“Communicate the campaign brief and requirements as clearly as possible to talent but also give some flexibility for talent to create their content in order to make sure the content is authentic and fits their fans’ expectation,” Hon said.
Setting clear expectations and providing clear guidelines for a collaboration will also help brands make the most out of their partnership.
It’s also important for brands to acknowledge the contributions of their micro-influencers. To make them feel valued, Hon said brands can consider inviting micro-influencers to annual events or frequently send newly launched products to them.
“It will make the talents feel valued by the brand. They tend to share more on social media if they love and feel engaged with the brand,” Hon said.
Allow creative freedom
By providing creative freedom and not micromanaging micro-influencers, brands strengthen their relationship with their marketing partner, but more so ensure brand growth. “Allowing influencers to own their creative space inspires them to create better and compelling content,” Khu said.
Hon also believes that giving talents freedom and flexibility allows for more authentic and potentially viral content. “Overcontrolling a micro-influencer content creation process may compromise the authenticity of the content,” she said.
Numbers are a measurement of growth, thus brands always have to track the metrics of the micro-influencers they work with.
These metrics include engagement rates, impressions, and conversions. Generally, brands make US$5.78 (HK$45) per $1 (HK$7.80) spent on influencer marketing.
“Evaluate the campaign performance and make sure to select the right influencers for future campaigns,” Hon advised.
Post-campaign, Khu said brands must also “check-in” on their micro-influencers “to build a long-term relationship that benefits both parties.”
Micro but mighty
Whilst having a smaller audience, micro-influencers’ authenticity as niche experts make them valuable to brands looking to connect with a specific audience.
“Micro-influencers have a more targeted following,” Khu said. “They can be particularly effective in reaching a specific audience and driving engagement within that community. For example, a micro-influencer who specializes in healthy eating could be an excellent choice for a startup selling organic food products.”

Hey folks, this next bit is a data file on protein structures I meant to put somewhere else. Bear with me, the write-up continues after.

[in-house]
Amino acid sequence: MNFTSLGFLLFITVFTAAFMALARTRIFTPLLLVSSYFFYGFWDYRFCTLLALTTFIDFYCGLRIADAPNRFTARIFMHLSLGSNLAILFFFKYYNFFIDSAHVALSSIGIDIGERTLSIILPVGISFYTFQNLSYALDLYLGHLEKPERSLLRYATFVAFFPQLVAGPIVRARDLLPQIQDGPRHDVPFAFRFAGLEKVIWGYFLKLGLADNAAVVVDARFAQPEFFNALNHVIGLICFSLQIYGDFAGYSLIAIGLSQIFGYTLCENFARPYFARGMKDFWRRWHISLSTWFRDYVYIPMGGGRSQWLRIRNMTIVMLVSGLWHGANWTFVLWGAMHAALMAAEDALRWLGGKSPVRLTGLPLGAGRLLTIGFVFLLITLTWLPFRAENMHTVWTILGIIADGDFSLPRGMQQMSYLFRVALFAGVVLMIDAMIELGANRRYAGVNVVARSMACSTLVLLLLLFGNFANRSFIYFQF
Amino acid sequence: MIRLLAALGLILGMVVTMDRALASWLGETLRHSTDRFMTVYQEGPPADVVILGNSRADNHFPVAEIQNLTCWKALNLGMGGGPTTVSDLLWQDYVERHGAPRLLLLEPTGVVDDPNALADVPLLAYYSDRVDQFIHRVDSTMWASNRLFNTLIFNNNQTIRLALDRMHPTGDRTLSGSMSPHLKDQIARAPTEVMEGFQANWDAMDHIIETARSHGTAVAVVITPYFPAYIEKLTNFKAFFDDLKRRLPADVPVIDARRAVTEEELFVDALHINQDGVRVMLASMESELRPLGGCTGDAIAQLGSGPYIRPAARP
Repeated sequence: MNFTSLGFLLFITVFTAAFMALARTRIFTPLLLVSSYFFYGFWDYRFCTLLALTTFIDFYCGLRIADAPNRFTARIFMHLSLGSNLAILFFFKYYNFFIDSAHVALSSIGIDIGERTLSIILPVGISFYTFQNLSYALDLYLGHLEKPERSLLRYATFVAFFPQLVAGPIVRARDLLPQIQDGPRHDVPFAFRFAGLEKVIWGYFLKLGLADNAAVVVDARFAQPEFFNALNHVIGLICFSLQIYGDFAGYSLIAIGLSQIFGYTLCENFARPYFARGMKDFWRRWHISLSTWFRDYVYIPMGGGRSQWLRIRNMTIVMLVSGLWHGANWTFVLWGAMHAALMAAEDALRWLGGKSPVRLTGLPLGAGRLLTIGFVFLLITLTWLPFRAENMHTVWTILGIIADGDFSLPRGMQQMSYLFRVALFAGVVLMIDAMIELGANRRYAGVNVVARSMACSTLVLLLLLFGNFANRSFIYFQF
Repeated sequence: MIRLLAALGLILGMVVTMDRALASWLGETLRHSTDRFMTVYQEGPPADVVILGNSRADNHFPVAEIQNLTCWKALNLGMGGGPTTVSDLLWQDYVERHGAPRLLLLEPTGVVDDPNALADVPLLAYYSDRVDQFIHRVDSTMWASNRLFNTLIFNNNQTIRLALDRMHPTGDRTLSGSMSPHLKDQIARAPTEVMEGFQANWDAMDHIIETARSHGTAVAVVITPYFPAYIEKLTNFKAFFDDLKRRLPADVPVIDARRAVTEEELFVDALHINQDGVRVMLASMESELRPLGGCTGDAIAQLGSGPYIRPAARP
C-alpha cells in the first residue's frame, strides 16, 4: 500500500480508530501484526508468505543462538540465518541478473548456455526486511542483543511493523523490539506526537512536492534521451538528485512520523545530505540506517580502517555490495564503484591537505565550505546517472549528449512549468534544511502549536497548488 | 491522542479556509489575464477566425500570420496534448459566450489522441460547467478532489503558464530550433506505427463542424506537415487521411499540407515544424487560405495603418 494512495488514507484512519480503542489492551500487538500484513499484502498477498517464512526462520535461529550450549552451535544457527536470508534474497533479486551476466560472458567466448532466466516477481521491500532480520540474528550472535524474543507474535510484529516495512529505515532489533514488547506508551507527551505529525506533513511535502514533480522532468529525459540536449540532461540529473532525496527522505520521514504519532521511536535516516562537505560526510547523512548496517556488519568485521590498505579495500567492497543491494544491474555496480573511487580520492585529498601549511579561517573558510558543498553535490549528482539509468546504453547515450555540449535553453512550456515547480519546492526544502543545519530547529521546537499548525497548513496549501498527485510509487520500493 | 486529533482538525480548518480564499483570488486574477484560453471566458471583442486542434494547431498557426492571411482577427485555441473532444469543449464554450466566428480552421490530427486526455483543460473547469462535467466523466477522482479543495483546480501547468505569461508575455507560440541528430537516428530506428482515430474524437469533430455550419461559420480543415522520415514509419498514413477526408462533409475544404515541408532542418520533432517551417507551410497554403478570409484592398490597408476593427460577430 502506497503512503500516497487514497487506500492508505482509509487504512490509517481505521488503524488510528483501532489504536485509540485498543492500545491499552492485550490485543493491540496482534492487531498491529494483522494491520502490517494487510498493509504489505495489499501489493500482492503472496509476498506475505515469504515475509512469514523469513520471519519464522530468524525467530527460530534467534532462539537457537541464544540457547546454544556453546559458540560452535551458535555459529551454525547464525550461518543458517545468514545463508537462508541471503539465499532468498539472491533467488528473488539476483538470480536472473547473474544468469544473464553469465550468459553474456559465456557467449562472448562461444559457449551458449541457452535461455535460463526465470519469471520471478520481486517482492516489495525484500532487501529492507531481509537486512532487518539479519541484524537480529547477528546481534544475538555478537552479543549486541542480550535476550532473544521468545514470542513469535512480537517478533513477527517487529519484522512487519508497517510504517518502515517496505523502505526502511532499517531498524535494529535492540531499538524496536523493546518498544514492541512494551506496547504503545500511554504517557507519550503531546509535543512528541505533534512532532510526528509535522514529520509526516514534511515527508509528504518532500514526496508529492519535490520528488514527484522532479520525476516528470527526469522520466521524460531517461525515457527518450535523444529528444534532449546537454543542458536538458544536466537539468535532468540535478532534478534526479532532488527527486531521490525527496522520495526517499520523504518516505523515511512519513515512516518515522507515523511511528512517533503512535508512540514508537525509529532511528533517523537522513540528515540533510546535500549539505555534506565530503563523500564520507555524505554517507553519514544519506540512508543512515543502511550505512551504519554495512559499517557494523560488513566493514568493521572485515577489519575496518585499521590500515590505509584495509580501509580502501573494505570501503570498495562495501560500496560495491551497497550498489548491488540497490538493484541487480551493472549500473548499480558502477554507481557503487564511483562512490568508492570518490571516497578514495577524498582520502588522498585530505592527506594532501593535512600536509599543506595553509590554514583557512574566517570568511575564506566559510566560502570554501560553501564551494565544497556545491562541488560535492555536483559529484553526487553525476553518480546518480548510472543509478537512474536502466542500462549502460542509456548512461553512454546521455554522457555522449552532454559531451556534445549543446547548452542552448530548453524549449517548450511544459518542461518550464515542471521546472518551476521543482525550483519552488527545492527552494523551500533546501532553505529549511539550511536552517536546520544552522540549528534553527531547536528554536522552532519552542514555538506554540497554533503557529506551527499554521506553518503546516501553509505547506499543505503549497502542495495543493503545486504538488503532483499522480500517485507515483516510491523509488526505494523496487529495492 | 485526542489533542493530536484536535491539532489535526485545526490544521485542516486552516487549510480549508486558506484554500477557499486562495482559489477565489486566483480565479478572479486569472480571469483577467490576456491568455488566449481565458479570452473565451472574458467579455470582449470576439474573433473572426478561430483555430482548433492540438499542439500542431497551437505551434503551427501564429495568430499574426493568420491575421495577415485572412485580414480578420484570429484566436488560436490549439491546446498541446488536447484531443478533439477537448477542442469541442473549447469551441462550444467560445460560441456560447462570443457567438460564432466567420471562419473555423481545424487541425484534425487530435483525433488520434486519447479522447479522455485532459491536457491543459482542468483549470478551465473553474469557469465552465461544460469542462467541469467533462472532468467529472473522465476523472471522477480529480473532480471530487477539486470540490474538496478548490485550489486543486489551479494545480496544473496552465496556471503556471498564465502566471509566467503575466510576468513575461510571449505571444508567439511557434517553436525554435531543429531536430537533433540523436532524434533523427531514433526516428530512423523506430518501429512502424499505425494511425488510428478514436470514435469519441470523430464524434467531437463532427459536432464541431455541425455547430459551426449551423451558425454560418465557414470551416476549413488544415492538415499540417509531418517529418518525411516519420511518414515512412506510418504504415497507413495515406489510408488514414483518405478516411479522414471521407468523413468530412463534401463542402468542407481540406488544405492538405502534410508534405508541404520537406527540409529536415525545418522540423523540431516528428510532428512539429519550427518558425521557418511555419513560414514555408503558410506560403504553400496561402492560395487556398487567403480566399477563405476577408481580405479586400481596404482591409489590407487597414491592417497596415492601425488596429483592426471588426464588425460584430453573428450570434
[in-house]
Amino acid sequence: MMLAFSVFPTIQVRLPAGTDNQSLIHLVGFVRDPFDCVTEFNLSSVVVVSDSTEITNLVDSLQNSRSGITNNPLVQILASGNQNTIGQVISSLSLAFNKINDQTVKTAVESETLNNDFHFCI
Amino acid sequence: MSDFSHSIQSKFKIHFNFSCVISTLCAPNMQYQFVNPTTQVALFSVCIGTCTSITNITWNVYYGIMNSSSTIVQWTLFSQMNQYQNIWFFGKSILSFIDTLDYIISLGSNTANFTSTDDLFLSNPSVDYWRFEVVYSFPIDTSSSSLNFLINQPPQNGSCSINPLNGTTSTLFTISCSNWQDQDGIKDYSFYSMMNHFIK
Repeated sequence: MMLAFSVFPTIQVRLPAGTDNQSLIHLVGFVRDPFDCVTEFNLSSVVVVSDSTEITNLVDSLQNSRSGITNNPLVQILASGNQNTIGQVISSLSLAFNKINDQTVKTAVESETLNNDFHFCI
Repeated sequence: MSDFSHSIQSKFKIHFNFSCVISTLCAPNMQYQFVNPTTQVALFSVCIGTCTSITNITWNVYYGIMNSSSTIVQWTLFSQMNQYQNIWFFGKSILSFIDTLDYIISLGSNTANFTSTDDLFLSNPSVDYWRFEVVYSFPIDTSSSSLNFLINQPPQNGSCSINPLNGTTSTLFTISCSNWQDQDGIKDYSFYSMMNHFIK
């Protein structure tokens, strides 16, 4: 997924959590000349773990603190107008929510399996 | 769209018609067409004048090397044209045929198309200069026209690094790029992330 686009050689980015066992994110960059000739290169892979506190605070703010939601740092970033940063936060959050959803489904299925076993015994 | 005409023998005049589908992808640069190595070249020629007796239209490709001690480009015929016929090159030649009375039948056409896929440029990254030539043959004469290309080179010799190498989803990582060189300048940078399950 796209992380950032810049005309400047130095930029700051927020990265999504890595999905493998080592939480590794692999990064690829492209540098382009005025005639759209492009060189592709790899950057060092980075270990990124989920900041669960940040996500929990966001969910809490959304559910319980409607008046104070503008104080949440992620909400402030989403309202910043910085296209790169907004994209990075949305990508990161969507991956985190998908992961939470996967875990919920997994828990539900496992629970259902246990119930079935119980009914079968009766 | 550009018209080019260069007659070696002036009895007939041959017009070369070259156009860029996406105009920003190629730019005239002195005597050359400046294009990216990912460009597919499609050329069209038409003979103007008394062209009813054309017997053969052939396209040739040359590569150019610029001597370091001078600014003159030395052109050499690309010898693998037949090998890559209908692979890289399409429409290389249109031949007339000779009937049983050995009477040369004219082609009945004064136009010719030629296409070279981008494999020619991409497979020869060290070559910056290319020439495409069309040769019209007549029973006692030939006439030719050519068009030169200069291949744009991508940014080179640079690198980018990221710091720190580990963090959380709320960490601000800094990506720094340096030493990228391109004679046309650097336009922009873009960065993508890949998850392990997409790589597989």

“You could pay $10,000 (HK78,000) for one post from a macro influencer, or you could invest the same into a campaign with 20 micro-influencers to reach a more targeted and engaged audience,” she added.
For her part, Hon said micro-influencers are “more relatable” than celebrities or mega key opinion leaders (KOLs).
“They frequently engage with followers, reply to their comments or enquiries. Audiences are more willing to connect with micro-influencers as their online friends,” Hon said.
Another perk of working with micro-influencers is that they provide brands a greater level of flexibility. “They often have less strict contracts, posting requirements, or image standards, which can make it easier to collaborate with them on campaigns,” Khu said.
Micro-influencers are also flexible in the way that they are more willing to try out different brands.
“From anonymous brands to well-known brands in order to get more exposure and create different content through different partnerships, where they can, at the same time, build up their profiles,” Hon said.